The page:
What is it that makes the Bill Gates, Richard Bransons and Arianna Huffingtons of the world so successful? Was Steve Jobs born with his creative genius and Beyoncé her propensity to work hard, or did they perhaps just learn to develop a heightened understanding of how the world works?
Psychologists and scholars argue that what these entrepreneurial giants have in common is not necessarily a predisposed inclination to achieve, but rather a similar set of personality traits and characteristics that can be adopted and harnessed by anybody at any stage of life.
To discover what these were we reached out to expert psychologist Elaine Slater who’s rounded up the top five traits that are likely to help you make it big in business. Now all we need is our million-dollar idea...
Strong sense of self
Sir Winston Churchill once said, “Success is the ability to go from one failure to another with no loss of enthusiasm” - a saying that holds true for those who want to be big in business. From proving naysayers wrong to facing severe competition, any entrepreneur will have to overcome a number of challenging obstacles before they succeed, making a resilience and determination in their own cause crucial.
“A grounded and secure sense of self is paramount for any successful entrepreneur and helps to create high levels of self-esteem,” says Elaine. “It also encourages a broad scope of self-awareness; cultivating the ability to identify one's own strengths and weaknesses and act upon them.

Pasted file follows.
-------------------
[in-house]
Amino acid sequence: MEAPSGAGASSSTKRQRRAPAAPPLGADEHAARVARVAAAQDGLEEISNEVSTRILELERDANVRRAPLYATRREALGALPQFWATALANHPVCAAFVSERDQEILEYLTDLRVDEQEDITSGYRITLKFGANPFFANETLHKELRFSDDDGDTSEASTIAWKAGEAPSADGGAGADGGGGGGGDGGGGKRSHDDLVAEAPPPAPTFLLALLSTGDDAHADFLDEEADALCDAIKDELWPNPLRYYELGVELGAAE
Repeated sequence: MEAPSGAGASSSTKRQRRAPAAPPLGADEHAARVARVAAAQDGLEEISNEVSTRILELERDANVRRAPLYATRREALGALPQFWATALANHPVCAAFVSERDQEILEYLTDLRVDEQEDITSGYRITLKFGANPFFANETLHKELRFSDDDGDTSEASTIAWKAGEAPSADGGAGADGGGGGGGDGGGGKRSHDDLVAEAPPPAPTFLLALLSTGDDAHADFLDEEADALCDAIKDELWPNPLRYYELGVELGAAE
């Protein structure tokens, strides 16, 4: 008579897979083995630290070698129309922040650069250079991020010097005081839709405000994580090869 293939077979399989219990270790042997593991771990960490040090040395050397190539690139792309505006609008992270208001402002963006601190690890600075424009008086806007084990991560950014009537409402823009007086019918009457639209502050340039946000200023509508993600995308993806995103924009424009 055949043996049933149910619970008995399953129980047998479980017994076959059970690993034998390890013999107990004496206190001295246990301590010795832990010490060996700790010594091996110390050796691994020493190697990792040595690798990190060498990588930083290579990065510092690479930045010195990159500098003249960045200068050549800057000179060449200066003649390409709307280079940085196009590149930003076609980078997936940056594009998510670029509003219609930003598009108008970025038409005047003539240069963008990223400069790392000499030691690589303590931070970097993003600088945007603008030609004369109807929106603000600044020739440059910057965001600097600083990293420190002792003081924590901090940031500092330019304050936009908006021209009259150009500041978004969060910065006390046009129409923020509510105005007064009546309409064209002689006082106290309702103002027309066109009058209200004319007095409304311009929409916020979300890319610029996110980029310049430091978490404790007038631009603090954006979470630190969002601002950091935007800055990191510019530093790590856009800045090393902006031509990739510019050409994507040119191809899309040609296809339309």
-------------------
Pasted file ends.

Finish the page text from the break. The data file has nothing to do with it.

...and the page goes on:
“Entrepreneurs are fuelled by an unshakeable sense of purpose,” says Elaine. “It is their infectious passion and steadfast belief that motivates and sustains them through the trials and tribulations of what they are doing. Motivated by their heart they are on a mission for the greater good.”
Indeed, according to research conducted by Tony Tjan and co-authors Richard Harrington and Tsun-Yan Hsieh, 65% of successful business founders were identified as being driven by “heart” rather than money or status.
A third of small businesses collapse within their first five years. Two-thirds fail within 10 - it takes a special level of confidence to go up against those odds. A confidence that was clearly demonstrated in a study carried out by Purdue University, which showed that 33% of 3000 entrepreneurs believed their business had 100% chance of success (not to mention the misplaced belief that they would also live longer than other people…)
“Overall an entrepreneur operates with tenacious optimism and absolute conviction. Their gut instinct, courage and diverse skill set manifest the confidence to initiate, endure and evolve,” says Elaine.
Just as it is important to be confident in your own ideas, a large part of being a successful entrepreneur is also knowing when something isn’t working and a change is due.
“Crucial to any new project is its founder’s capacity to adapt to the myriad changes and challenges,” says Elaine. “An entrepreneur embraces and embodies flexibility as their project shape shifts in a fluid and organic way.”
Whether they’re innovators set out to pioneer the latest craze, or are working to improve already existing ideas, the ability of entrepreneurs to have creative scope and imagine something that others haven't is key. “Entrepreneurs are innovators who see opportunity and possibility everywhere,” says Elaine. “Their limitless vision affords them the ability to see the future before it happens.”
For example, at age 27 Sarah Blakely invested her entire savings account of £5000 into her hosiery shaping business that she believed was the next big thing. Despite being rebuffed by many investors and manufacturers, her idea eventually took off leading to the creation of multimillion company ‘Spanx’ in 2000.